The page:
By our guest writer, personal finance journalist, Andrew Hagger
Like many proud grandparents up and down the country, the arrival of your grandchildren has probably had a massive yet positive impact on your life.
You’ve no doubt had to move those cherished ornaments out of harm’s way and wiped away sticky finger-marks a dozen times every time they visit, but you wouldn’t have it any other way and will do anything to make their little faces light up.
Aside from looking after the immediate needs (and there are many!) of your grandchildren, have you given any thought about how you may be able help them financially later in life?
With house prices near an all-time high and the now eye watering cost of going to university, the toddlers of today will need every little bit of help they can get when they reach their late teens and early twenties.
Whether you end up helping them take that first step on the housing ladder or being able to afford a little run-around so they can get to college or work without relying on public transport, I’m sure they’ll be eternally grateful.
There are no hard and fast rules about how much you should save and what the best way to go about it is, however putting something affordable aside on a regular basis, whether it’s weekly or monthly, is a good habit to start.
It’s not about going short yourself, but if you are in a position to save a little each month from when the grandchildren are young, it will make a big difference in years to come.
As for savings options, there are a range of choices from a simple bank or building society savings account or tax free ISA through to stocks and shares, premium savings bonds or peer to peer lending.
Whatever savings vehicle you opt for, you may be surprised how significant your nest egg could become over an 18 or 20 year period.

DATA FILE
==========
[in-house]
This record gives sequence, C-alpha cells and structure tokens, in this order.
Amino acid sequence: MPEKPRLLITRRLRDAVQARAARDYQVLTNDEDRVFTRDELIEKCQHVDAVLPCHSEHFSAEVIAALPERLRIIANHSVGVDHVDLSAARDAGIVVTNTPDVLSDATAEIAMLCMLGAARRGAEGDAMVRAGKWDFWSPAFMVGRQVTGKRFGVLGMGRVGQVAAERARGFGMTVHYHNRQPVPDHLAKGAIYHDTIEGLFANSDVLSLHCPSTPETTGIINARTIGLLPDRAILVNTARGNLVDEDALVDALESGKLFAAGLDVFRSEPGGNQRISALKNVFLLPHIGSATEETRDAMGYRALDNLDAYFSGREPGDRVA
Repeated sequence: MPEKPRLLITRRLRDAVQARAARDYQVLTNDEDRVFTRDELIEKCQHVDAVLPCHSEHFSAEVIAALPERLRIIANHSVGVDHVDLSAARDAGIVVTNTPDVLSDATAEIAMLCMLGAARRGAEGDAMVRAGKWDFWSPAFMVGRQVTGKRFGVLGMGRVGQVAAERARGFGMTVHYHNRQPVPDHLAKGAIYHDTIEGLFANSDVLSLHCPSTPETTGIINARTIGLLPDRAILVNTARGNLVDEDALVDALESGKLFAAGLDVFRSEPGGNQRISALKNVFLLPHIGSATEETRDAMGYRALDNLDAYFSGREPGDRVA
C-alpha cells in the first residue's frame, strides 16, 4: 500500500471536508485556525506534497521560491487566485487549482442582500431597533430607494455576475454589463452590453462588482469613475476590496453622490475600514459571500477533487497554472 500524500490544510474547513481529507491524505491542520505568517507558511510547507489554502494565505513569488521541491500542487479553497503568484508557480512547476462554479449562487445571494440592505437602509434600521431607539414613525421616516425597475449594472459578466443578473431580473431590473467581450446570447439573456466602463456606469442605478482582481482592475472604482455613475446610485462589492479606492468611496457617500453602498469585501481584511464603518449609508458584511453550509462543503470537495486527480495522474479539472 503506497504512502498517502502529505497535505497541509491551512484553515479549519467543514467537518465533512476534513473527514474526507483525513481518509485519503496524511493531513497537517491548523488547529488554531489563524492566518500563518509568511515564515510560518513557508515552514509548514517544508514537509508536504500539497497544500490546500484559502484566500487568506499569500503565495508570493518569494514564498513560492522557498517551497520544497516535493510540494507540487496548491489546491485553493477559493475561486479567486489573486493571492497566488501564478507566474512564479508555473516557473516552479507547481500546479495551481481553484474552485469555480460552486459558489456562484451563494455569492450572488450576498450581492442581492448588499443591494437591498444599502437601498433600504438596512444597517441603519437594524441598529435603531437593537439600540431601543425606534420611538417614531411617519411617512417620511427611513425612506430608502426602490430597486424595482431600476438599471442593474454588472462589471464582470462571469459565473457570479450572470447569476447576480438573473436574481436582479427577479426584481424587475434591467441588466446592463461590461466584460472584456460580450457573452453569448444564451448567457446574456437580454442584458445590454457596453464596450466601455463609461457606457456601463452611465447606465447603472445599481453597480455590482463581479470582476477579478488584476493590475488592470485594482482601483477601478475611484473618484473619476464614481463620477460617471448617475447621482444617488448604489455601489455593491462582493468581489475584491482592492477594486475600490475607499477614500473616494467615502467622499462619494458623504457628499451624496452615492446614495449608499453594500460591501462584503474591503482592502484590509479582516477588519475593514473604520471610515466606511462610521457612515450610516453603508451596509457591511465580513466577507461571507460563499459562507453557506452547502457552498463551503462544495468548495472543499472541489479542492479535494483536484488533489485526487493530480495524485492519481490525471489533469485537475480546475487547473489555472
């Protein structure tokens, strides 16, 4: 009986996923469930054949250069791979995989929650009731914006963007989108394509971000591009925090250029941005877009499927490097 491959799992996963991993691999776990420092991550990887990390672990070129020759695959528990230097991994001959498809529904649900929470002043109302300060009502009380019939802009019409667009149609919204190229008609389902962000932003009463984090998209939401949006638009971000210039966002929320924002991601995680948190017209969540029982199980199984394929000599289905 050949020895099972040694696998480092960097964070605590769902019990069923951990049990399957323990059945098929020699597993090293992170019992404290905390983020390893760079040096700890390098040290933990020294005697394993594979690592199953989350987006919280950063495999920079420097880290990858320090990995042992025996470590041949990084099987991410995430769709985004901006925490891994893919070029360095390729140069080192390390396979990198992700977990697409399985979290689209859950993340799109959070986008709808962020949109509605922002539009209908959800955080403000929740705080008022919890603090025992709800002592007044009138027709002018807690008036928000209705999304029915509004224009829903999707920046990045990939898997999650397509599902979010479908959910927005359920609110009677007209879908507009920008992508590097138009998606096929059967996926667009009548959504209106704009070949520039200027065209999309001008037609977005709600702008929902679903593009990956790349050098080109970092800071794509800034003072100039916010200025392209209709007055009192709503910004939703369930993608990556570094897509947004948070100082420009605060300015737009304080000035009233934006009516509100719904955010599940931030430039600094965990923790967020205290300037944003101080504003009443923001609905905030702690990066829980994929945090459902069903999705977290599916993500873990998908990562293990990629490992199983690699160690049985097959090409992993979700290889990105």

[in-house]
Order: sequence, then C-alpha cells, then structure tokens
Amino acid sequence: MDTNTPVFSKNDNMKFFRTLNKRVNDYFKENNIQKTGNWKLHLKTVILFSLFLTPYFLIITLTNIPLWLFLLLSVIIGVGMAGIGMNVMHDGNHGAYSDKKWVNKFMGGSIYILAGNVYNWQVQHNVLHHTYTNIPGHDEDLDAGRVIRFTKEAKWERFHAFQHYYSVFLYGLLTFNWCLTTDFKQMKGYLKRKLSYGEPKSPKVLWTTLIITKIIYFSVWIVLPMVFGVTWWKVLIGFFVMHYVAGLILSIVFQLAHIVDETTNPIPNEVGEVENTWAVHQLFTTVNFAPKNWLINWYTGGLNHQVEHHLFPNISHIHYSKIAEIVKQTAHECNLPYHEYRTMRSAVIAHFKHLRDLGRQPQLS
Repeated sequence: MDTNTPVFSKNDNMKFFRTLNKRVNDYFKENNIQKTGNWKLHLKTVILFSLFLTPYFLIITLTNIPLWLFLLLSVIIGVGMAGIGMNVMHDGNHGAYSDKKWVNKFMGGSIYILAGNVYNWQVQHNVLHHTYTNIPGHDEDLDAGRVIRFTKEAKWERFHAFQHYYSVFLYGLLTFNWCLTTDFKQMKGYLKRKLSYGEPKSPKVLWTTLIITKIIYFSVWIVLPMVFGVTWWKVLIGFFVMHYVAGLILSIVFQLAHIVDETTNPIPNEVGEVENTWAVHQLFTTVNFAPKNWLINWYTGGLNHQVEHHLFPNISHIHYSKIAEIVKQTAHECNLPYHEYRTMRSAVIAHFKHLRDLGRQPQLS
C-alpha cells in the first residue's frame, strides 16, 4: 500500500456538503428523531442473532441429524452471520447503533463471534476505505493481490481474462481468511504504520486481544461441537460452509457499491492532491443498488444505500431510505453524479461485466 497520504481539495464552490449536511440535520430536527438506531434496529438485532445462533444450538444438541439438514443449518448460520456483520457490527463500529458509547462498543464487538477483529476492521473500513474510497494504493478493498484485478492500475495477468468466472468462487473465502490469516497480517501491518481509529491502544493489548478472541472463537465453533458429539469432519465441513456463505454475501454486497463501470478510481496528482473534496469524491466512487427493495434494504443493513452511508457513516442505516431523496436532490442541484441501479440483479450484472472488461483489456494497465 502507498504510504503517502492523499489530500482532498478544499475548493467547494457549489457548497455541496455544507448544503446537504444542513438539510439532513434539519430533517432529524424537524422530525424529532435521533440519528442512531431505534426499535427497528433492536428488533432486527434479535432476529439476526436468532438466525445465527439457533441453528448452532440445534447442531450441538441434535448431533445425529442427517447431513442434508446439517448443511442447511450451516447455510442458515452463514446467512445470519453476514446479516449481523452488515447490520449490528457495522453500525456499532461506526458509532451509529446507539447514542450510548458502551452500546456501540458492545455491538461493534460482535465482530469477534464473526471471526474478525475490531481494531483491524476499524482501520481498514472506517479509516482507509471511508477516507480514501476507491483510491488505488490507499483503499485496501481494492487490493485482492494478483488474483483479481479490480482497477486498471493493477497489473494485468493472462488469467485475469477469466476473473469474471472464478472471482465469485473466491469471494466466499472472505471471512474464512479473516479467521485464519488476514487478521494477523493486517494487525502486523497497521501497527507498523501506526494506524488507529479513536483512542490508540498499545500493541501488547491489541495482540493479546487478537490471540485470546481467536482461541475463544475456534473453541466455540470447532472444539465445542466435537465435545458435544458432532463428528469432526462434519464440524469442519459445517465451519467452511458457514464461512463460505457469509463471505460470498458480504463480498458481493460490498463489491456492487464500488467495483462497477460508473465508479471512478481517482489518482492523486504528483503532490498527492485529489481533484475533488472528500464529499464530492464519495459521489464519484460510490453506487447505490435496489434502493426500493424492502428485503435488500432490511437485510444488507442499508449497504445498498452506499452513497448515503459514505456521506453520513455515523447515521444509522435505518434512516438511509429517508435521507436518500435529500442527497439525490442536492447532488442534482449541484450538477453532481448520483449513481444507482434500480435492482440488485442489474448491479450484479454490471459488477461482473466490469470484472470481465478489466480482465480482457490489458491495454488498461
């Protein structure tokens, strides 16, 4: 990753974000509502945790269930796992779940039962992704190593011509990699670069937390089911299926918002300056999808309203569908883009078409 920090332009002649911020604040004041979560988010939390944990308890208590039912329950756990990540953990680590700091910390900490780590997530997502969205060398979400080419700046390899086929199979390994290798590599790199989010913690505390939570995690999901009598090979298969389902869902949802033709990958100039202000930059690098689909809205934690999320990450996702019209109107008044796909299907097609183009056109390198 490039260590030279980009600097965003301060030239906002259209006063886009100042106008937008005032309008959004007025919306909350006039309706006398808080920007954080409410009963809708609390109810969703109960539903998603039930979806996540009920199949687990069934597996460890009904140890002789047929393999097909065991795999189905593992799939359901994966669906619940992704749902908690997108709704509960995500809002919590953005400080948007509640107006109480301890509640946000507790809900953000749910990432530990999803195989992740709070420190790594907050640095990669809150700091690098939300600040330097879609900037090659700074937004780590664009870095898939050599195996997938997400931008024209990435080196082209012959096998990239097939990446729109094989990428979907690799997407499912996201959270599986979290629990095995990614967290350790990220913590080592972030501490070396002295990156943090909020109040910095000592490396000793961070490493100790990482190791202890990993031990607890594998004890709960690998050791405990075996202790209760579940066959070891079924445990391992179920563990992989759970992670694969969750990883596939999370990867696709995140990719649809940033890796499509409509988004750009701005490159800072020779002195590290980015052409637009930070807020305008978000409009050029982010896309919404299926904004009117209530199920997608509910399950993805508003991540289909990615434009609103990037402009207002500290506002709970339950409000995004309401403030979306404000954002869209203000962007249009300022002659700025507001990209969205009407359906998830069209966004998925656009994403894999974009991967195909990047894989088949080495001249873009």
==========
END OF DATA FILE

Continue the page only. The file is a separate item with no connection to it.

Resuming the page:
Let’s look at how this might work in practice over an 18 year period. For example, if you managed to put aside £40 per month in a relatively safe but low reward savings account, with a typical interest rate of 1.5%, you can build your savings up to £9,910. Or you could choose something that carries an element of risk but offers a higher rate of return, such as lending money to businesses through a P2P platform for a 6% return, which at a rate of 6% could net you £15,310.
Additionally, from April 2016 it will be easier to avoid having to pay tax on your savings interest. Currently you can get your interest tax free if you save in an Individual Savings Account (ISA), however from next year every person will also have a personal savings allowance whereby you can earn £1000 interest tax free if you’re a basic rate tax payer or £500 if you pay 40% tax.
There’s no doubt that the cost of living is going to be challenging enough by the time your grandchildren reach adulthood, but your nest egg could go a long way to soften the blow and give them a real head start.
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